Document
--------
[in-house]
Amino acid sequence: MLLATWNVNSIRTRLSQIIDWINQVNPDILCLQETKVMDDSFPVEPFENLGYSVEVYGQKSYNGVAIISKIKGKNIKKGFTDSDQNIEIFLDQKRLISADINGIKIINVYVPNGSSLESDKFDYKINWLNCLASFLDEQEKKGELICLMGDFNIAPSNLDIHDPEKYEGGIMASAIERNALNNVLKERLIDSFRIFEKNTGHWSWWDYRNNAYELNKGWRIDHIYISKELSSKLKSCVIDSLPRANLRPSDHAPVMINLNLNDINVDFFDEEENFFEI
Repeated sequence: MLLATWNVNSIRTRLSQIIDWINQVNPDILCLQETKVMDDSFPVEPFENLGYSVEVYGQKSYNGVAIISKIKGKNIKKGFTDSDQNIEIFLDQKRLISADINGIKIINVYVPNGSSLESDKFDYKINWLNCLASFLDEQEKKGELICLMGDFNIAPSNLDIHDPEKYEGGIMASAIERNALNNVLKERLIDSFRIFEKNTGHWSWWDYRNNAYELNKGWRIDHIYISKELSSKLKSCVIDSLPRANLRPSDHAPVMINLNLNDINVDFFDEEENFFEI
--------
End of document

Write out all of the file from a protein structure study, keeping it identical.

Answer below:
[in-house]
Amino acid sequence: MLLATWNVNSIRTRLSQIIDWINQVNPDILCLQETKVMDDSFPVEPFENLGYSVEVYGQKSYNGVAIISKIKGKNIKKGFTDSDQNIEIFLDQKRLISADINGIKIINVYVPNGSSLESDKFDYKINWLNCLASFLDEQEKKGELICLMGDFNIAPSNLDIHDPEKYEGGIMASAIERNALNNVLKERLIDSFRIFEKNTGHWSWWDYRNNAYELNKGWRIDHIYISKELSSKLKSCVIDSLPRANLRPSDHAPVMINLNLNDINVDFFDEEENFFEI
Repeated sequence: MLLATWNVNSIRTRLSQIIDWINQVNPDILCLQETKVMDDSFPVEPFENLGYSVEVYGQKSYNGVAIISKIKGKNIKKGFTDSDQNIEIFLDQKRLISADINGIKIINVYVPNGSSLESDKFDYKINWLNCLASFLDEQEKKGELICLMGDFNIAPSNLDIHDPEKYEGGIMASAIERNALNNVLKERLIDSFRIFEKNTGHWSWWDYRNNAYELNKGWRIDHIYISKELSSKLKSCVIDSLPRANLRPSDHAPVMINLNLNDINVDFFDEEENFFEI